The following is a simple C-language program that calls a generic external function, func(), and prints the value of x created by the generic function. To demonstrate additional generality, this program calls an init() method to perform any initialization, and a fini() method to provide any final processing.

#include <stdio.h>
extern int func(int *);

int main()
{
  int x;
  init();

  func(&x);
  printf("Example of static linking\n");
  printf("Valx=%d\n",x);

  fini();
  return 0;
}

The source code for crossplatform.cc extends this generic behavior and adds the capability to dynamically compile the DLL or .so at runtime, which is then linked to the running executable. The name of the source code is specified on the command line. Due to the flexibility of the CUDA nvcc compiler driver, the source code can be written in C or C++, and use the CUDA Thrust and Runtime APIs. (This code was not adapted to run on Apple CUDA-enabled computers because I do not have access to a Mac.) It is not hard to see how the application can be extended to generate the source code that generates the plugin.

The code walk-through of crossplatform.cc starts with the specification of the include files needed to build crossplatform.cc in the Linux and Windows environments. By default, nvcc defines the preprocessor variable _WIN32 when building under windows. The __declspec() method is used so Windows can find the symbol information for loadable methods.

#ifdef _WIN32
#include <windows.h>
extern __declspec(dllimport) int init();
extern __declspec(dllimport) int func(int*);
extern __declspec(dllimport) int fini();
#else
#include <cstdlib>
#include <sys/types.h>
#include <dlfcn.h>
#endif
#include <string>
#include <iostream>

using namespace std;

Some global handles and pointer to function types are defined.

#ifdef _WIN32
HINSTANCE lib_handle;
#else
void *lib_handle;
#endif

typedef int (*initFini_t)();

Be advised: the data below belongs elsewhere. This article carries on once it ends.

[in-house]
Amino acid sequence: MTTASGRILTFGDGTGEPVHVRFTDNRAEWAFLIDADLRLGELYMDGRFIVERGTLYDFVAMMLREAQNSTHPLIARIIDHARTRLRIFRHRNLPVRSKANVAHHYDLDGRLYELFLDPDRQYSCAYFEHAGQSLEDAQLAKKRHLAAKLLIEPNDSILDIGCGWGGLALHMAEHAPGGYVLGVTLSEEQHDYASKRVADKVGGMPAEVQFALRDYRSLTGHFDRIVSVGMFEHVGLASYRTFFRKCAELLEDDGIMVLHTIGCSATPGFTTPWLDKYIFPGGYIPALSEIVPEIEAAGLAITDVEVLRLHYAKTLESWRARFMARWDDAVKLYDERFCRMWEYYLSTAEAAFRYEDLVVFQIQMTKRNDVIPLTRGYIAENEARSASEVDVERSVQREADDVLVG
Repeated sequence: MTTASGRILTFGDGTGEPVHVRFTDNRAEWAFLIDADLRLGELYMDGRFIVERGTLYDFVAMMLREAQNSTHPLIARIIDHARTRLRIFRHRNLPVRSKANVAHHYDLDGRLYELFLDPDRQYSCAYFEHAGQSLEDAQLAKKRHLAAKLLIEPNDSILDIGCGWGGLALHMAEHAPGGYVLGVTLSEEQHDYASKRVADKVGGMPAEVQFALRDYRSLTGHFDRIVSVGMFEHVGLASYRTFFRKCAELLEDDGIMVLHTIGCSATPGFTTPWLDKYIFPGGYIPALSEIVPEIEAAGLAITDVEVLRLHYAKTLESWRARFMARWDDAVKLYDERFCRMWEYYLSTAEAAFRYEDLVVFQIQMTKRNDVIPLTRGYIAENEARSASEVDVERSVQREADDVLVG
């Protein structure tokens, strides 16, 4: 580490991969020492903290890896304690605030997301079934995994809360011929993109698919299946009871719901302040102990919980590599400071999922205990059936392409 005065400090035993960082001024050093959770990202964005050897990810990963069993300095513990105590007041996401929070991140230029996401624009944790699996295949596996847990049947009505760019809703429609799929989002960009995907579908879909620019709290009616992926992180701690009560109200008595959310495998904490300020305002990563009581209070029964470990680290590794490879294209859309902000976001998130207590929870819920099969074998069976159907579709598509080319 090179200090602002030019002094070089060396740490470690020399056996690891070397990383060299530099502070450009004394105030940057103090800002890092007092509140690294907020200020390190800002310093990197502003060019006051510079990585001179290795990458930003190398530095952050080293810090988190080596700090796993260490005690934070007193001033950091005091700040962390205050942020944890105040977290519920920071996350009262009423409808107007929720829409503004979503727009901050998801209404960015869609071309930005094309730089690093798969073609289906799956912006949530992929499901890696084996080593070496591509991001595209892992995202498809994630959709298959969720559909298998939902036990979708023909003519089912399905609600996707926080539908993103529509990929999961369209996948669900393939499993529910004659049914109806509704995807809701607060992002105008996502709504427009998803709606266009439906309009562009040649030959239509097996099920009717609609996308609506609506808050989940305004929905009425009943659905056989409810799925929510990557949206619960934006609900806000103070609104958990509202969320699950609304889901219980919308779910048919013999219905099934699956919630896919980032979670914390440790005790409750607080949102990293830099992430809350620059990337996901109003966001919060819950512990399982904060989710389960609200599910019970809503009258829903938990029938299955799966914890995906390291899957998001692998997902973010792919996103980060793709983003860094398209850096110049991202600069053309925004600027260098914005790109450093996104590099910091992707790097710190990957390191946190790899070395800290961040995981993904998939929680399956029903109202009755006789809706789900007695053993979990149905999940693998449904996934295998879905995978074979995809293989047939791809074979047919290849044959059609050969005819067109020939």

typedef int (*func_t)(int*);

The main() method begins by parsing the command-line argument, which contains the filename of the source to be built. The command to build the DLL (Windows) or .so (Linux) is created and performed with a system() call.

int main(int argc, char **argv) 
{
  if(argc < 2) {
    cerr << "Use: sourcefilename" << endl;
    return -1;
  }
  string base_filename(argv[1]);
  base_filename = base_filename.substr(0,base_filename.find_last_of("."));
 
  // build the shared object or dll
#ifdef _WIN32
  string buildCommand("nvcc ");
  buildCommand += string(argv[1]) 
	+ string(" -Xlinker \"/DLL /OUT:") + base_filename + string(".dll \"");
#else
  string buildCommand("nvcc -Xcompiler \"-fPIC -shared\" ");
  buildCommand += string(argv[1])
    + string(" -o ") + base_filename + string(".so ");
#endif
 
  cerr << buildCommand << endl; 
  if(system(buildCommand.c_str())) {
    cerr << "compile command failed!" << endl;
    cerr << "Build command " << buildCommand << endl;
    return -1;
  }
  cerr << buildCommand << endl; 

Assuming no errors occurred during the compilation phase, the next step is to load the library created in the previous step. If there is an error, the program exits.

  // load the library 
  string nameOfLibToLoad("./");
  nameOfLibToLoad += base_filename;
 
#ifdef _WIN32
  nameOfLibToLoad += ".dll";
  cerr << nameOfLibToLoad << endl; 
  lib_handle = LoadLibrary(TEXT(nameOfLibToLoad.c_str()));
  if (!lib_handle) {
     cerr << "Cannot load library: " << TEXT(nameOfLibToLoad.c_str()) << endl;
     return -1;
  }
#else
  nameOfLibToLoad += ".so";
  lib_handle = dlopen(nameOfLibToLoad.c_str(), RTLD_LAZY);
  if (!lib_handle) {
     cerr << "Cannot load library: " << dlerror() << endl;
     return -1;
  }
#endif

Finally, the symbols are loaded and the pointers to the init(),func(), and fini() methods are resolved.

  // load the symbols
  initFini_t dynamicInit= NULL;
  func_t dynamicFunc= NULL;
  initFini_t dynamicFini= NULL;

#ifdef _WIN32
  dynamicInit = (initFini_t) GetProcAddress(lib_handle, "init");
  if (!dynamicInit) {cerr << "sym load error on init" << endl; return -1;}
  dynamicFunc = (func_t) GetProcAddress(lib_handle, "func");
  if (!dynamicFunc) {cerr << "sym load error on func" << endl; return -1;}
  dynamicFini = (initFini_t) GetProcAddress(lib_handle, "fini");
  if (!dynamicInit) {cerr << "sym load error on fini" << endl; return -1;}
#else
  // reset errors
  dlerror();
 
  // load the function pointers
  dynamicFunc= (func_t) dlsym(lib_handle, "func");
  const char* dlsym_error = dlerror();
  if (dlsym_error) { cerr << "sym load: " << dlsym_error << endl; return -1;}
  dynamicInit= (initFini_t) dlsym(lib_handle, "init");
  dlsym_error = dlerror();